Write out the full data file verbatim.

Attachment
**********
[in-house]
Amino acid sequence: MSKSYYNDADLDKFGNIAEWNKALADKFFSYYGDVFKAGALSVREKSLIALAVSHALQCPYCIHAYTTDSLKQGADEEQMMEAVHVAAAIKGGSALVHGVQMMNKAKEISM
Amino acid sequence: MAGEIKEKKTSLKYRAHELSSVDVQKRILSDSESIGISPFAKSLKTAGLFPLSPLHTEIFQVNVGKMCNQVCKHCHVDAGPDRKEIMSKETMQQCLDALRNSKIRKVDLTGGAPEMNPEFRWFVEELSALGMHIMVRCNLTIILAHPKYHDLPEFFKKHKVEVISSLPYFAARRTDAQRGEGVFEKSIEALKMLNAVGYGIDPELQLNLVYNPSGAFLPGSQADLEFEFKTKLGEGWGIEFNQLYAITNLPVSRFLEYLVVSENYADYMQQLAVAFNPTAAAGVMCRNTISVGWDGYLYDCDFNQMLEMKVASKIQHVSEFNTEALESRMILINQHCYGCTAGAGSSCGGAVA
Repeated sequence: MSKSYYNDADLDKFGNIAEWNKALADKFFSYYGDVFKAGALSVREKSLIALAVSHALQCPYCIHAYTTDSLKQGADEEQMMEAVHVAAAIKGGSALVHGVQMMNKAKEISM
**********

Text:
[in-house]
Amino acid sequence: MSKSYYNDADLDKFGNIAEWNKALADKFFSYYGDVFKAGALSVREKSLIALAVSHALQCPYCIHAYTTDSLKQGADEEQMMEAVHVAAAIKGGSALVHGVQMMNKAKEISM
Amino acid sequence: MAGEIKEKKTSLKYRAHELSSVDVQKRILSDSESIGISPFAKSLKTAGLFPLSPLHTEIFQVNVGKMCNQVCKHCHVDAGPDRKEIMSKETMQQCLDALRNSKIRKVDLTGGAPEMNPEFRWFVEELSALGMHIMVRCNLTIILAHPKYHDLPEFFKKHKVEVISSLPYFAARRTDAQRGEGVFEKSIEALKMLNAVGYGIDPELQLNLVYNPSGAFLPGSQADLEFEFKTKLGEGWGIEFNQLYAITNLPVSRFLEYLVVSENYADYMQQLAVAFNPTAAAGVMCRNTISVGWDGYLYDCDFNQMLEMKVASKIQHVSEFNTEALESRMILINQHCYGCTAGAGSSCGGAVA
Repeated sequence: MSKSYYNDADLDKFGNIAEWNKALADKFFSYYGDVFKAGALSVREKSLIALAVSHALQCPYCIHAYTTDSLKQGADEEQMMEAVHVAAAIKGGSALVHGVQMMNKAKEISM